Anyway, the screen was huge and to make the big screen worth the size, there were 1,000 seats. I remember walking into the theater and being in awe. It always looked and felt like an old-timey theater because it was. It was built in the 60s and my grandfather was one of the people who worked on the theater. My mother had film on the building process including trucks bringing in the giant beams that would make up the theater’s roof. I have loved watching these films as they remind me of what Glenwood used to look like and it is nothing like the way it looks now and that is not a good thing. I hate the way Glenwood looks now, The plaza where the overflow parking for the theater as well as my favorite childhood video store, R&R Video was located is gone and they haven’t even done anything with the land so it looks like a burnt out post-apocalyptic landscape. Too bad it wasn’t bigger. 

I loved going to The Glenwood Theater. From around 1993 to 1998, I went every week. It didn’t matter what the film playing that week was. I went. I would buy my ticket and then choose my concessions. I would walk down to the theater and enter. I would walk into the theater and just be in awe at the big screen and all the seating. I had seen that theater sell out many times with people and it was always cool being in the theater with a full crowd. 

Every Monday during this time I would walk up to The Glenwood Theater. I would pass through The Glenwood Plaza including R&R Video and the Glenwood Bowl. I would watch whatever film was showing that night and then, on my way back home, I would stop at the Glenwood Bowl where my mother would spend Monday nights as she was in a bowling league. I would wait for her to finish bowling and then we would drive home together. My mother isn’t around anymore so I just have those memories to look back on and I love them all. 

In 1999, The Glenwood Theater had been sold to new owners and they wanted to change the theater. They stopped showing Dollar Show films and started showing first run films. The first film they started showing first run was STAR WARS EPISODE ONE: THE PHANTOM MENACE. I was kind of nice that the Glenwood was showing a new film, but it really hurt their business model. You see, Lucasfilm made theaters guarantee that they would show the film for three months. If the theater broke that promise, Lucasfilm and Fox would blacklist the theater, meaning that theater would never be able to show Lucasfilm or Fox films ever again. Because the Glenwood Theater only had one screen, the theater only played one film the entire summer and that hurt the Glenwood a lot. They missed out on the second Austin Powers film, Disney’s TARZAN, BIG DADDY, AMERICAN PIE, RUNAWAY BRIDE, and THE SIXTH SENSE. Sure the theater made a lot of money from STAR WARS, but they also lost out on a ton more. By the end of the first month, the theater was never more than half full, if that.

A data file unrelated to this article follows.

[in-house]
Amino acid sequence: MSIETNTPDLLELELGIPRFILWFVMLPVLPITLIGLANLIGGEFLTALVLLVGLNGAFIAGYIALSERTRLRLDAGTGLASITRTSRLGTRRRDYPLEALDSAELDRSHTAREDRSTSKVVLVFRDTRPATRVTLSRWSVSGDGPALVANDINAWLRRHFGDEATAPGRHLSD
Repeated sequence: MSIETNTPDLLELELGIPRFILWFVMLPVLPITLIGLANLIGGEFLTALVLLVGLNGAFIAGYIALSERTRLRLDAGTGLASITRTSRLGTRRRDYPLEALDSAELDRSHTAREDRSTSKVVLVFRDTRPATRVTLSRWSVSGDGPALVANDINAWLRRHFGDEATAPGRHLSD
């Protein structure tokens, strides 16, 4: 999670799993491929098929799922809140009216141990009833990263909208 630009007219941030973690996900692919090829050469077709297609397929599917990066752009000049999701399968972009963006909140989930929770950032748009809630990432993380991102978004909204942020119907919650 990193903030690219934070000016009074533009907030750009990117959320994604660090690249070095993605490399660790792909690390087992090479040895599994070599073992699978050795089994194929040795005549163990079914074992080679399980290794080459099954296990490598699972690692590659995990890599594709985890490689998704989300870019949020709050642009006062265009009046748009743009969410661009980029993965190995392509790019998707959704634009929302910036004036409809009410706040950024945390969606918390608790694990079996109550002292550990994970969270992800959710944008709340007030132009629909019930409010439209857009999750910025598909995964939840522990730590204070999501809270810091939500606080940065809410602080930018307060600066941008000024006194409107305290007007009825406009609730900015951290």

At the end of the three months and seeing all the money they lost out on, the owners decided to divide the theater into four smaller theaters. This took the glorious and gigantic screen inside a wonderful, old feeling theater and cheapened it. The four theaters never looked right. They always felt like they were temporary and not what the screens were supposed to be. I saw a few films in those screens and it always felt wrong. You could hear the films showing on the other screens through the walls and I never felt like I was watching a film in the theater. It always felt like a screening room. They also cut the seat count down from 1,000 to about 400. Had they left the theater as one screen and showed two films a night, they could have made some serious cash. 

In 2008, The Glenwood Theater closed. I guess they just weren’t making money anymore. The last film that was shown there was BEDTIME STORIES. The theater stayed empty until it was mercifully destroyed in 2012. I went up to the theater one last time when they were knocking it down. It was a sad thing watching this house of magic come crumbling down. I will always remember The Glenwood and all the memories I have of the time I spent there as a kid. Thank you, The Glenwood, for all the good times.